Let’s have a fruitful Kwanzaa!

The Village Kids Chorus sings to celebrate the first day of Kwanzaa, traditionally held in the rotunda of San Francisco City Hall, to begin the weeklong pan-African holiday on Dec. 26, 2018. – Photo: Kevin Hume, SF Examiner

by George Rahsaan Brooks-Bey

Kwanzaa is an African American and Pan-African holiday which celebrates family, community and culture. Celebrated from Dec. 26 to Jan. 1, its origins are in the first harvest celebrations of Africa from which it takes its name. The name Kwanzaa is derived from the phrase “matunda ya kwanza,” which means “first fruits” in Swahili, a Pan-African language which is the most widely spoken African language.

The first fruits celebrations are rooted in African history as far back as ancient Egypt and Nubia and appear in ancient and modern times in other classical African civilizations such as Ashanti and Yorubaland. These civilizations are also found in ancient and modern times among societies as large as empires, such as the Zulus or the Kingdom of Swaziland, or smaller societies and groups like the Matabele, Thonga and Lovedu, all of Southeastern Africa.

Kwanzaa builds on our five fundamental activities of continental African “first fruit” celebrations: in-gathering, reverence, commemoration, recommitment and celebration. So to me, Kwanzaa is a) a time of ingathering of the people to reaffirm the bonds between them, b) a time of special reverence for the Creator Force and creation in our thanks and respect for our blessings and the bountifulness and beauty of creation, c) a time for commemoration of the past in pursuit of its lessons and in honor of its models of human excellence and our ancestors, d) a time of recommitment to our highest cultural ideals in our ongoing effort to always bring forth the best of African cultural thought and practice and e) a time for celebration of the good, the good of life and of excellence itself, the good of family and friends, the good of culture and community, the good of the awesome and the ordinary and the good of the divine, natural and social.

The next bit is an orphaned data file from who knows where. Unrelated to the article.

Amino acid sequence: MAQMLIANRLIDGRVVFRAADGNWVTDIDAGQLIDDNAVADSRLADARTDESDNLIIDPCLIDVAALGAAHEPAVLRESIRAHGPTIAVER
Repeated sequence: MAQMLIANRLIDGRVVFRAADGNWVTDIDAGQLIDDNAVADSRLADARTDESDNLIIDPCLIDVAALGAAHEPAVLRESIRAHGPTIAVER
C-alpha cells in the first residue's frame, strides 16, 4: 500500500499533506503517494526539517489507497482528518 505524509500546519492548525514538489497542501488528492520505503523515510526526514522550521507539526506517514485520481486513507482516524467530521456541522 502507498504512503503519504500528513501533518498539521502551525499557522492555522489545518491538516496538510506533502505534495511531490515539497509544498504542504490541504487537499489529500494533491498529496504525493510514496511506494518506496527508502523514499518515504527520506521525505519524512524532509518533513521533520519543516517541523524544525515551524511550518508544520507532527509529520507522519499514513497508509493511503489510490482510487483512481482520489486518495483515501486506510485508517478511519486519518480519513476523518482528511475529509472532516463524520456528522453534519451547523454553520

Rooted in this ancient history and culture, Kwanzaa develops as a flourishing branch of African American life and struggle and as a re-created and expanded ancient tradition. Thus it bears special characteristics not only as an African American holiday and celebration but also as a Pan-African one. For it draws from the cultures of various African people, and is celebrated by millions of Black people throughout the world and African community.

Moreover, these various African people celebrate Kwanzaa because it speaks not only to African Americans in a special way, but also to Africans as a whole, in its stress on history, values, family, community and culture. Kwanzaa was established in 1966 in the midst of the Black Freedom Movement and thus reflects its concern for cultural groundedness in thought and practice and the unity and self-determination associated with Kwanzaa. It was conceived and established by Black Americans to serve several positive and progressive functions.